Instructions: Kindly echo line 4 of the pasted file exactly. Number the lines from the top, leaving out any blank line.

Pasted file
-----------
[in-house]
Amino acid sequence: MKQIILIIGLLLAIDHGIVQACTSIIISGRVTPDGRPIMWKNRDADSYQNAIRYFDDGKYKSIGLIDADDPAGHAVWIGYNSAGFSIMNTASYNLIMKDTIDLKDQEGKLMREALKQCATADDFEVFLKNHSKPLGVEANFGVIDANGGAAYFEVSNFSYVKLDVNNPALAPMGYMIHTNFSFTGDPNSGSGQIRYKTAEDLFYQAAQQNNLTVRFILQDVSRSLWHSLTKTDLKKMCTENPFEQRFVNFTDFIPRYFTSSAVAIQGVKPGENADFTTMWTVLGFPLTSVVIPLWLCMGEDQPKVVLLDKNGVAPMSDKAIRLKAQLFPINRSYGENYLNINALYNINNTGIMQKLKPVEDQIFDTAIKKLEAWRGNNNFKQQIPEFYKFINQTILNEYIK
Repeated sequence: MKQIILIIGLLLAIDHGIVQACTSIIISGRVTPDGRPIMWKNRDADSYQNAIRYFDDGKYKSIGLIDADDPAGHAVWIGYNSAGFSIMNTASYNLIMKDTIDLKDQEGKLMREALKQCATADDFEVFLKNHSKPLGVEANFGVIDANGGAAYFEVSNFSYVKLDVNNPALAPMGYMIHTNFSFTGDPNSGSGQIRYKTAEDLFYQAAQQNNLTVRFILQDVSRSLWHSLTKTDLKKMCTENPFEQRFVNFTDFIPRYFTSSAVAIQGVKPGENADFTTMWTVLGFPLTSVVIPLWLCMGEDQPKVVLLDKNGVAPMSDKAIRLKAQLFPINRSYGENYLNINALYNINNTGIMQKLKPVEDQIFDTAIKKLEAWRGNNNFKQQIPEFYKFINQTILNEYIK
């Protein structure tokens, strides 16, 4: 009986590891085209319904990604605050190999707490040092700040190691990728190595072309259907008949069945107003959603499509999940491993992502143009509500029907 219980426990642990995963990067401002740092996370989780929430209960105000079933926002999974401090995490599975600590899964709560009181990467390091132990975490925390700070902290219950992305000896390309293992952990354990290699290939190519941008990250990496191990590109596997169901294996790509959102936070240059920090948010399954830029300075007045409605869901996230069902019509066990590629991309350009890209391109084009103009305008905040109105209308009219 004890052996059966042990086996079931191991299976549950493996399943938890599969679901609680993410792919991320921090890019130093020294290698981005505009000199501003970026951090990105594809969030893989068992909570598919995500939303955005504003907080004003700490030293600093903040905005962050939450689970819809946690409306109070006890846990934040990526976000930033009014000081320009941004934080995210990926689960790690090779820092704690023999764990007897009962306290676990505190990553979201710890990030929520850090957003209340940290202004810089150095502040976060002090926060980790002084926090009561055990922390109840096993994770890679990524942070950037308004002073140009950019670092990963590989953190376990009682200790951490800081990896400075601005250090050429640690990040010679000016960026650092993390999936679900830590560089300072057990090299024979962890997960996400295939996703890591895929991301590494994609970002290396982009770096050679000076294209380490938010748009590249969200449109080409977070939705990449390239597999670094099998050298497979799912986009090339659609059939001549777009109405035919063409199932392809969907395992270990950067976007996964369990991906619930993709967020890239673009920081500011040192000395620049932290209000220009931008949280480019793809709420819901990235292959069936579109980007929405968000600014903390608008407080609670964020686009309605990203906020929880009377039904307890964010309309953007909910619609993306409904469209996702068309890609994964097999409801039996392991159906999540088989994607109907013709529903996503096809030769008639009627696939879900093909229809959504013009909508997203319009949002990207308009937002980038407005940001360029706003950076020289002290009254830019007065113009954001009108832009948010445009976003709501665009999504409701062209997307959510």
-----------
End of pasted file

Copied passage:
């Protein structure tokens, strides 16, 4: 009986590891085209319904990604605050190999707490040092700040190691990728190595072309259907008949069945107003959603499509999940491993992502143009509500029907 219980426990642990995963990067401002740092996370989780929430209960105000079933926002999974401090995490599975600590899964709560009181990467390091132990975490925390700070902290219950992305000896390309293992952990354990290699290939190519941008990250990496191990590109596997169901294996790509959102936070240059920090948010399954830029300075007045409605869901996230069902019509066990590629991309350009890209391109084009103009305008905040109105209308009219 004890052996059966042990086996079931191991299976549950493996399943938890599969679901609680993410792919991320921090890019130093020294290698981005505009000199501003970026951090990105594809969030893989068992909570598919995500939303955005504003907080004003700490030293600093903040905005962050939450689970819809946690409306109070006890846990934040990526976000930033009014000081320009941004934080995210990926689960790690090779820092704690023999764990007897009962306290676990505190990553979201710890990030929520850090957003209340940290202004810089150095502040976060002090926060980790002084926090009561055990922390109840096993994770890679990524942070950037308004002073140009950019670092990963590989953190376990009682200790951490800081990896400075601005250090050429640690990040010679000016960026650092993390999936679900830590560089300072057990090299024979962890997960996400295939996703890591895929991301590494994609970002290396982009770096050679000076294209380490938010748009590249969200449109080409977070939705990449390239597999670094099998050298497979799912986009090339659609059939001549777009109405035919063409199932392809969907395992270990950067976007996964369990991906619930993709967020890239673009920081500011040192000395620049932290209000220009931008949280480019793809709420819901990235292959069936579109980007929405968000600014903390608008407080609670964020686009309605990203906020929880009377039904307890964010309309953007909910619609993306409904469209996702068309890609994964097999409801039996392991159906999540088989994607109907013709529903996503096809030769008639009627696939879900093909229809959504013009909508997203319009949002990207308009937002980038407005940001360029706003950076020289002290009254830019007065113009954001009108832009948010445009976003709501665009999504409701062209997307959510």